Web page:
After the description that Cook and Foster had given of the inhabitants of New Zealand, they expected to find realized the advantageous portrait given of them by these celebrated voyagers. They had reason, however, partly to suspend their belief of those accounts, when they afterwards observed a number of human bones, broiled, which the savages were devouring, eagerly fastening on the smallest tendinous parts which adhere to them. This fact at least suffices to prove that the New Zealanders are cannibals. They often attacked the boat; but the good countenance exhibited prevented their assailing or massacreing any of their company. Notwithstanding these hostilities, the ship was every day visited by numerous bodies of the islanders. The soil being every where barren, they perceived but few vestiges of any taste for agriculture; still, however, they observed in some gardens the Colocasia, the Caribbe cabbage, the banana-tree, and the sugar-cane. The barbarous customs of the natives did not prevent their reiterated excursions into the interior parts of the country. On these occasions they kept together to the number of twenty, always well armed. As evening came on, they commonly took their station on some elevated post in the mountains, where they passed the night in a situation which protected them from hostile assaults. To guard against surprise, they kept watch by turns.

May 9th, they weighed anchor, and sailed before the wind for the north. In their course, observed the eastern part of the reefs and islands, the western side of which they saw the year before. May 21st, were close on the island of St. Croix, and sent in two boats to look out for an anchoring place. While the sailors were employed in sounding, one of the natives, at the distance of upwards of eighty paces, lanced an arrow, which slightly wounded the forehead of one of them. A volley of firearms, however, soon dispersed the group of canoes which had surrounded the boats, and from which the lance proceeded. Although the wound was apparently so inconsiderable, it was attended with a tetanus, which proved mortal to the unfortunate sailor after only eight days. The arrow did not appear to have been poisoned, as it is well known that beasts pierced with the same weapons do not experience any fatal symptoms. In India, it is no uncommon thing to see the slightest puncture followed by a spasm, which is a certain forerunner of death.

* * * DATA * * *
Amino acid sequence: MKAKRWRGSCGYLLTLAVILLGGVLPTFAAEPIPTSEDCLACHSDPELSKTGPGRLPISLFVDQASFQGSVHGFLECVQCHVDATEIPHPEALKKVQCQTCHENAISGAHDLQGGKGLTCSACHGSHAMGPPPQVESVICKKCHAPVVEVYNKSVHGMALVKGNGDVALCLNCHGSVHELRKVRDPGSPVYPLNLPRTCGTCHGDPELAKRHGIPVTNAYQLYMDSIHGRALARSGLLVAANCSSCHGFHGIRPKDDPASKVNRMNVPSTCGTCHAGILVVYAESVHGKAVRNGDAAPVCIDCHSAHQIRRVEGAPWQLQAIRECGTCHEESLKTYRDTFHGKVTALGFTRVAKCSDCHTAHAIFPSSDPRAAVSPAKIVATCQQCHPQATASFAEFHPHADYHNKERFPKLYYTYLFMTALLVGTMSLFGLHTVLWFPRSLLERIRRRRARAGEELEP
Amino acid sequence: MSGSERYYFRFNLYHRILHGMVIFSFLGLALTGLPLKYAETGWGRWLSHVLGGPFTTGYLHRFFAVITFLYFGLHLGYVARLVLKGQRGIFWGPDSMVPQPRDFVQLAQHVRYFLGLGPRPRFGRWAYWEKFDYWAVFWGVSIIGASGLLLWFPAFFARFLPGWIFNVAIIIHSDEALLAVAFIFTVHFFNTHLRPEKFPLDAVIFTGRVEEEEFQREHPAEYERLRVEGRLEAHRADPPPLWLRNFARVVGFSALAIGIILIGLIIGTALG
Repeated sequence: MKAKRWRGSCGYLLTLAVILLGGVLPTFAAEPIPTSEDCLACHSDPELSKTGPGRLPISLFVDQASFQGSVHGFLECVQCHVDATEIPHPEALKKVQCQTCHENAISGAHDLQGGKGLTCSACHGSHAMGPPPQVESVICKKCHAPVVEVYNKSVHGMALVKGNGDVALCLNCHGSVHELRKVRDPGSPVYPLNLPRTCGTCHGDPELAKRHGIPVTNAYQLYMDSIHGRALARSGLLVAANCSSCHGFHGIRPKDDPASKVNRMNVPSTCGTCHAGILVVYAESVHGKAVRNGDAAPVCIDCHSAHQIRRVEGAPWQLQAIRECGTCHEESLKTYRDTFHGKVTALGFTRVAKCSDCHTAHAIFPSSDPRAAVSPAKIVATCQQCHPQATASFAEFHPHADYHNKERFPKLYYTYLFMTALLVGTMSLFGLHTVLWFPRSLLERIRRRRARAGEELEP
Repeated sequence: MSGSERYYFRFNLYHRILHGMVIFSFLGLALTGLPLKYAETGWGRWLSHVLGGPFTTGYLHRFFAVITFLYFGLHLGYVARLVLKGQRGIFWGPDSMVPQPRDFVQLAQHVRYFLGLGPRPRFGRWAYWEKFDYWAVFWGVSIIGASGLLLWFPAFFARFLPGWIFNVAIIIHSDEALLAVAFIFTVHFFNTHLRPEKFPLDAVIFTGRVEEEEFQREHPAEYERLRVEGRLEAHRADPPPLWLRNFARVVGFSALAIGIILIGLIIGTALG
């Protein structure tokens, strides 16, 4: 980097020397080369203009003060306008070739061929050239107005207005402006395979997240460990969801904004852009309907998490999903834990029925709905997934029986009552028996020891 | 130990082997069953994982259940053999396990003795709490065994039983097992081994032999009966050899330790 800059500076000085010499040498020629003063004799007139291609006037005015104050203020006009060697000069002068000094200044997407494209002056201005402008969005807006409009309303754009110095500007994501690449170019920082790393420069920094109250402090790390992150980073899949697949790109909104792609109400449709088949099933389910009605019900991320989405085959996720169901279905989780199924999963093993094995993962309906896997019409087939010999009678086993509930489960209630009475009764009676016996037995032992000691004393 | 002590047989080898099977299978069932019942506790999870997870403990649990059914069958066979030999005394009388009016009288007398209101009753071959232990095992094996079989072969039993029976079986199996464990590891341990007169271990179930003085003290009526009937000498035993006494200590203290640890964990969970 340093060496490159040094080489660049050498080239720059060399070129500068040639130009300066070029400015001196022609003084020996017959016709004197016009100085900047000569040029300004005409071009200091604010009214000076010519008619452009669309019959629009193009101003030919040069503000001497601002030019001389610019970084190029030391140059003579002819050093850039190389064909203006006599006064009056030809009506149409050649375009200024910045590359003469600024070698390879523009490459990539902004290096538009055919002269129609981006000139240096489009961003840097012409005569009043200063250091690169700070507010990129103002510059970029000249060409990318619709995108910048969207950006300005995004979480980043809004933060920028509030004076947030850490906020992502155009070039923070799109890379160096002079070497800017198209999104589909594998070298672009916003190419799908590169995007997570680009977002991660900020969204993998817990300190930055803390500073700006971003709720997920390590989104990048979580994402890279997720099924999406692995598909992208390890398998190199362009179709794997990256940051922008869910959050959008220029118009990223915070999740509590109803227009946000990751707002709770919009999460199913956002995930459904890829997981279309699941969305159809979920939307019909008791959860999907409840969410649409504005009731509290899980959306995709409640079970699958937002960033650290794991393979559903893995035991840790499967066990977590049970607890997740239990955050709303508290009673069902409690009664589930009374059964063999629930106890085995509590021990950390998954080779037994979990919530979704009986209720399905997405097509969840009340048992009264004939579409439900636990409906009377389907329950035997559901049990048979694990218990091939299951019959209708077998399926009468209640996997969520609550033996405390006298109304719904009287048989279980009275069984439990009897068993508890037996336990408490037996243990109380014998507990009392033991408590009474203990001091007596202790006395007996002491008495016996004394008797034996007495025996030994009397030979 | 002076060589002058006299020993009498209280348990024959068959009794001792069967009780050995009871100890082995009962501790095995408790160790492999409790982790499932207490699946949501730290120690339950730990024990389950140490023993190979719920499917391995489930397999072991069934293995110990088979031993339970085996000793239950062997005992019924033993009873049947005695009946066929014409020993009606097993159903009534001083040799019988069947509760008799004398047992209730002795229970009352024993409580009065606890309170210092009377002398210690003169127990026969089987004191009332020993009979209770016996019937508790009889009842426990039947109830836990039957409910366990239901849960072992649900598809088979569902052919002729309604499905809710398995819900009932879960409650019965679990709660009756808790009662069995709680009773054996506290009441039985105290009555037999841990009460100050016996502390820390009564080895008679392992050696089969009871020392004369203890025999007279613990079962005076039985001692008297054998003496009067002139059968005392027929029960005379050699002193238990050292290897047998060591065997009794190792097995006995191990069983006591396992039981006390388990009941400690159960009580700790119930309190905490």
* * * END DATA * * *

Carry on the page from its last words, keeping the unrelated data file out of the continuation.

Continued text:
July 16th and 17th, they sailed in view of the Anchoret Islands of Bougainville. On the 20th they lost D'Entrecasteaux, the captain. He died of convulsions, every fit of which was succeeded by a speechless stupor, August 16th, 1793, in 129 deg. 14 min. of east longitude, and so near the equator, that they were only half a minute to the south. Here the inhabitants brought very large sea-turtles, the soup of which they experienced to be a salutary remedy for the scurvy, which was now prevalent among them. In this island they procured a number of interesting objects, and quitted it August the 29th, and sailed for Bouao, where they anchored September the 3d, 1793. In this mountainous isle, where the productions of nature are extremely varied, they had a favorable opportunity of continuing their botanical researches, etc. Here several of the men died of a contagious bilious dysentery, contracted in the low marshy grounds of the country.

October 28, 1793, cast anchor in the road of Sourabaya, in the Isle of Java. Here divisions broke out among the crews, in consequence of gaining intelligence of the further progress of the French revolution. D' Auribeau hoisted the white flag Feb. 19th, 1794, and surrendered the two vessels to the Dutch. He also seized all the journals, charts, and memoirs, which were connected with the voyage, and arrested all those of the ship's companies that were obnoxious to his own political sentiments. One journal, however, was fortunately saved, by having been stowed in a box of tea. In this hazardous, yet important voyage, of two hundred and fifteen persons, thirty-six lost their lives; astronomer, Pearson, died at Java; and Ventenat at the Isle of France. Riche, the naturalist, remained at Java, as well as Billadiere. Lahay, the botanist, also stopped there; having under his care the bread-fruit trees, brought from the Friendly Islands. Pison, the painter, tarried with the governor of Sourabaya; but afterwards returned to Europe, and published an account of the voyage.